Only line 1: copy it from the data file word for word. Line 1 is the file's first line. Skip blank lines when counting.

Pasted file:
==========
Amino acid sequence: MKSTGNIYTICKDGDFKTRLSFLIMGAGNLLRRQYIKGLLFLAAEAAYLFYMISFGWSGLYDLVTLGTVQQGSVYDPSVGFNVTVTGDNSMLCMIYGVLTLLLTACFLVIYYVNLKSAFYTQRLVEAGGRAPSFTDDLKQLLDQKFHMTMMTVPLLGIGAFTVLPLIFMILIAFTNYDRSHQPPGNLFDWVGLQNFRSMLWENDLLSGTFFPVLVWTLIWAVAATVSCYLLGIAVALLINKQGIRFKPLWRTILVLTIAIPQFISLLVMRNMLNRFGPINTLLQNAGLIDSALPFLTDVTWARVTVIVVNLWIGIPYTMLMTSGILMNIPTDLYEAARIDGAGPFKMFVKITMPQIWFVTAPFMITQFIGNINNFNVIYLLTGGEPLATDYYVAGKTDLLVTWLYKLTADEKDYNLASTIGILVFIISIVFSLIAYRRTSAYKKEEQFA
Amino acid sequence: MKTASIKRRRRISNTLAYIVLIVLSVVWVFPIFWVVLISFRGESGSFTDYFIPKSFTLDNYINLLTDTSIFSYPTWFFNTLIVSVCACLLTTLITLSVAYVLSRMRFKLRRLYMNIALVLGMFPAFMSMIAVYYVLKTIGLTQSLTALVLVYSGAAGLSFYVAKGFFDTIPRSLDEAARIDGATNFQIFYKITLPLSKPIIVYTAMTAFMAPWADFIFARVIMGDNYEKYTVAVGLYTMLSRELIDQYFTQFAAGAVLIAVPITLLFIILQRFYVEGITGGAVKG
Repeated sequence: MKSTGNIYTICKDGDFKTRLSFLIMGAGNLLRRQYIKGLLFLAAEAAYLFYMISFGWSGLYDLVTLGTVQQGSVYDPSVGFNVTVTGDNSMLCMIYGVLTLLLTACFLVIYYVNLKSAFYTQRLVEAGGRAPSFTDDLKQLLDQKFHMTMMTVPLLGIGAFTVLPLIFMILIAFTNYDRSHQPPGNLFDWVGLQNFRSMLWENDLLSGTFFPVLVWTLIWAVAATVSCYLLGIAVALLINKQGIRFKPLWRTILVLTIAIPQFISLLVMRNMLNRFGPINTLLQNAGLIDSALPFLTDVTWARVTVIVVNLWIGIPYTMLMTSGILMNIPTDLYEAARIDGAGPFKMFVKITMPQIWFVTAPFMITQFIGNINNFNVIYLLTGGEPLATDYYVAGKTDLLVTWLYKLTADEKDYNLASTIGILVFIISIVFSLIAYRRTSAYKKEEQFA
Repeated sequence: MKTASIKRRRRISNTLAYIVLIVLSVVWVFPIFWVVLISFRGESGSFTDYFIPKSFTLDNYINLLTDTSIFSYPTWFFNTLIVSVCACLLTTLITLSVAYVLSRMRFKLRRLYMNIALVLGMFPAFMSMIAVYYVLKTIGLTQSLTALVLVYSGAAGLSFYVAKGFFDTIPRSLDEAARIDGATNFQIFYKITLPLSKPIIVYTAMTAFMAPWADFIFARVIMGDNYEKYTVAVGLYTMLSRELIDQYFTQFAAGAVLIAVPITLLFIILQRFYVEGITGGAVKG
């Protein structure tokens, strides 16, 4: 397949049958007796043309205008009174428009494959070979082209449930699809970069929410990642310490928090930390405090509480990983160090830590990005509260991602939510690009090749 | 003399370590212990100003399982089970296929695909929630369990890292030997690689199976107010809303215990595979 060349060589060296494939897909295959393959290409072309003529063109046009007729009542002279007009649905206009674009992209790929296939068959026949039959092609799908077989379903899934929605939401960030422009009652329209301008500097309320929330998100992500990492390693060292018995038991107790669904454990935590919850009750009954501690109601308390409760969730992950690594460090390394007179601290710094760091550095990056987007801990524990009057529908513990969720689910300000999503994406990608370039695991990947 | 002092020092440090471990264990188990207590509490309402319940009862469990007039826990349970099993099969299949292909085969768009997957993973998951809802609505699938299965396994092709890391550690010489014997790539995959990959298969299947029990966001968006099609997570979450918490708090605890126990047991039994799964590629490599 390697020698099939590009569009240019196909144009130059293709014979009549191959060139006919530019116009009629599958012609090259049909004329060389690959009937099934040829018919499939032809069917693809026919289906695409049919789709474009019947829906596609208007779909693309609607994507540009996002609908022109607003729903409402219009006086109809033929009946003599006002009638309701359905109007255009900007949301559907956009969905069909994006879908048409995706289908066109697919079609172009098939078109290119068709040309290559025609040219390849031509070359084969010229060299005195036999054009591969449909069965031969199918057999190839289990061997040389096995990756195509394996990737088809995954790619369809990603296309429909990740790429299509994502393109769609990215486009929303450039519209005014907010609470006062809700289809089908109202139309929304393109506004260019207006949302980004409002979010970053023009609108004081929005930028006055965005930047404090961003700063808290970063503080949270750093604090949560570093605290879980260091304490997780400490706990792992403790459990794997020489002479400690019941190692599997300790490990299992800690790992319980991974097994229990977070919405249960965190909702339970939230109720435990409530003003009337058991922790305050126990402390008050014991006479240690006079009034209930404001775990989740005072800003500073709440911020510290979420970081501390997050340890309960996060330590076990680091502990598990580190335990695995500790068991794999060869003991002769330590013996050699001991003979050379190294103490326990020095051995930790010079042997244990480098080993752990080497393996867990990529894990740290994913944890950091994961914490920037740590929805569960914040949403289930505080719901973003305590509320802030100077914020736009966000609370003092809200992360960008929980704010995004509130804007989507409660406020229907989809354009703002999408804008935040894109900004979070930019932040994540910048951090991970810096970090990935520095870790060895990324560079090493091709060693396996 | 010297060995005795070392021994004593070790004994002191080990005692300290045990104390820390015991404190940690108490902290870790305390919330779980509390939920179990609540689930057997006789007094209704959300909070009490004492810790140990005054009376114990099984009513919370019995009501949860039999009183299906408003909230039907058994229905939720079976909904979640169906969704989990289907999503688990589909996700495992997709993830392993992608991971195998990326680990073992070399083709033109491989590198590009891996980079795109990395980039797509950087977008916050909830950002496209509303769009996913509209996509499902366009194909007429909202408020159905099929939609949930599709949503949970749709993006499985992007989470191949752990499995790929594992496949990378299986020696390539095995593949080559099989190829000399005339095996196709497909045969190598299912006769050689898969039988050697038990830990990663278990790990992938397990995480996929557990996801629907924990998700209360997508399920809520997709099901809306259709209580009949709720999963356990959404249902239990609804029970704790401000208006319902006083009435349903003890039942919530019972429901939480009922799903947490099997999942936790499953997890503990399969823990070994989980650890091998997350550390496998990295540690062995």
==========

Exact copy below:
Amino acid sequence: MKSTGNIYTICKDGDFKTRLSFLIMGAGNLLRRQYIKGLLFLAAEAAYLFYMISFGWSGLYDLVTLGTVQQGSVYDPSVGFNVTVTGDNSMLCMIYGVLTLLLTACFLVIYYVNLKSAFYTQRLVEAGGRAPSFTDDLKQLLDQKFHMTMMTVPLLGIGAFTVLPLIFMILIAFTNYDRSHQPPGNLFDWVGLQNFRSMLWENDLLSGTFFPVLVWTLIWAVAATVSCYLLGIAVALLINKQGIRFKPLWRTILVLTIAIPQFISLLVMRNMLNRFGPINTLLQNAGLIDSALPFLTDVTWARVTVIVVNLWIGIPYTMLMTSGILMNIPTDLYEAARIDGAGPFKMFVKITMPQIWFVTAPFMITQFIGNINNFNVIYLLTGGEPLATDYYVAGKTDLLVTWLYKLTADEKDYNLASTIGILVFIISIVFSLIAYRRTSAYKKEEQFA